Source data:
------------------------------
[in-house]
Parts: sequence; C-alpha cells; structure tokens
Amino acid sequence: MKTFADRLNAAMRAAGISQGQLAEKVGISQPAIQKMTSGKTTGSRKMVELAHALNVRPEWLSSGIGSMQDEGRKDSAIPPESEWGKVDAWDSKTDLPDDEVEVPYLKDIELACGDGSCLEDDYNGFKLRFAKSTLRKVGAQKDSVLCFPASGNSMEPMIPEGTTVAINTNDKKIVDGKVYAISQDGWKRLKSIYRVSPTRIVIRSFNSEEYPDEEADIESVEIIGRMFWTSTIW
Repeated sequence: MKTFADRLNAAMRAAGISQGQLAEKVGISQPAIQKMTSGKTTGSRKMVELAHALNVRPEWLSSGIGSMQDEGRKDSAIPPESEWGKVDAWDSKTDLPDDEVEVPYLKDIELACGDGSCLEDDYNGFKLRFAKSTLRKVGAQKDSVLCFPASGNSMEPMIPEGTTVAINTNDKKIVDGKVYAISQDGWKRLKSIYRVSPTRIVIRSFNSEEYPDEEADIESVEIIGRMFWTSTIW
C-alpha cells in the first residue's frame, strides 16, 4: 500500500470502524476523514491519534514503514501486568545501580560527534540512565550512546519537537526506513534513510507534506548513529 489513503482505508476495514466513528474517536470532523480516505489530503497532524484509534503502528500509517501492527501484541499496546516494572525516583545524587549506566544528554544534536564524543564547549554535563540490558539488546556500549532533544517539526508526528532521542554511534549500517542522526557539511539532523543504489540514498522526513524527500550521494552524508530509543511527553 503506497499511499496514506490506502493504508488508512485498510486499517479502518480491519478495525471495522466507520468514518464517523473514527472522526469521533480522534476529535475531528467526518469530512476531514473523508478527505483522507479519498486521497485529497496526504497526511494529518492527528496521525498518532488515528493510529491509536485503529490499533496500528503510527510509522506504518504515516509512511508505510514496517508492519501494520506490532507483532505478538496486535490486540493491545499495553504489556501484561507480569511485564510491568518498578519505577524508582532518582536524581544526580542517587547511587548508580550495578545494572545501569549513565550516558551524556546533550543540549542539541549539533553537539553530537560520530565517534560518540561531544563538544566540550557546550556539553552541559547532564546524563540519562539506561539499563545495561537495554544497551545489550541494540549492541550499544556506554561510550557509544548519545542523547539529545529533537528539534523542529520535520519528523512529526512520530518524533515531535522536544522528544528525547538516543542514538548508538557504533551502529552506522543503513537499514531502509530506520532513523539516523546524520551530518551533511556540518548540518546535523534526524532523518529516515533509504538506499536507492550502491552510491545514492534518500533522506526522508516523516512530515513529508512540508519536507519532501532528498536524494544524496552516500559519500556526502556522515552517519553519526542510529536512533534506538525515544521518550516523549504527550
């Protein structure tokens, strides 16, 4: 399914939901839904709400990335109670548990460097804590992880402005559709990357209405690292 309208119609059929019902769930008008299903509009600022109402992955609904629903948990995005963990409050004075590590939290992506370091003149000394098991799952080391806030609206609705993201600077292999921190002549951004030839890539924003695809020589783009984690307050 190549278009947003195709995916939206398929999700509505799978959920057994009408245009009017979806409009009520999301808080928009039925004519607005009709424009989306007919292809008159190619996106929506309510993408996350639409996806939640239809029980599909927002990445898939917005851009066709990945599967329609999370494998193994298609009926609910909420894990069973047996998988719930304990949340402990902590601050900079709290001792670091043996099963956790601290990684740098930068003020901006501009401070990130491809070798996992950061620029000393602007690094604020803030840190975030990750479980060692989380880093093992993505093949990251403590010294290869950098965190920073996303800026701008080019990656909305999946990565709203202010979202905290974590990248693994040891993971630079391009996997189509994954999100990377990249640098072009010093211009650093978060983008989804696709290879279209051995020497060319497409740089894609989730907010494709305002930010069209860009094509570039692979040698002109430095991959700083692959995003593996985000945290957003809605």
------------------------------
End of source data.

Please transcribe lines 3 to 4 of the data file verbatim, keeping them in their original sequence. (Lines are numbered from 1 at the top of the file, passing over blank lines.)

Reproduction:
Amino acid sequence: MKTFADRLNAAMRAAGISQGQLAEKVGISQPAIQKMTSGKTTGSRKMVELAHALNVRPEWLSSGIGSMQDEGRKDSAIPPESEWGKVDAWDSKTDLPDDEVEVPYLKDIELACGDGSCLEDDYNGFKLRFAKSTLRKVGAQKDSVLCFPASGNSMEPMIPEGTTVAINTNDKKIVDGKVYAISQDGWKRLKSIYRVSPTRIVIRSFNSEEYPDEEADIESVEIIGRMFWTSTIW
Repeated sequence: MKTFADRLNAAMRAAGISQGQLAEKVGISQPAIQKMTSGKTTGSRKMVELAHALNVRPEWLSSGIGSMQDEGRKDSAIPPESEWGKVDAWDSKTDLPDDEVEVPYLKDIELACGDGSCLEDDYNGFKLRFAKSTLRKVGAQKDSVLCFPASGNSMEPMIPEGTTVAINTNDKKIVDGKVYAISQDGWKRLKSIYRVSPTRIVIRSFNSEEYPDEEADIESVEIIGRMFWTSTIW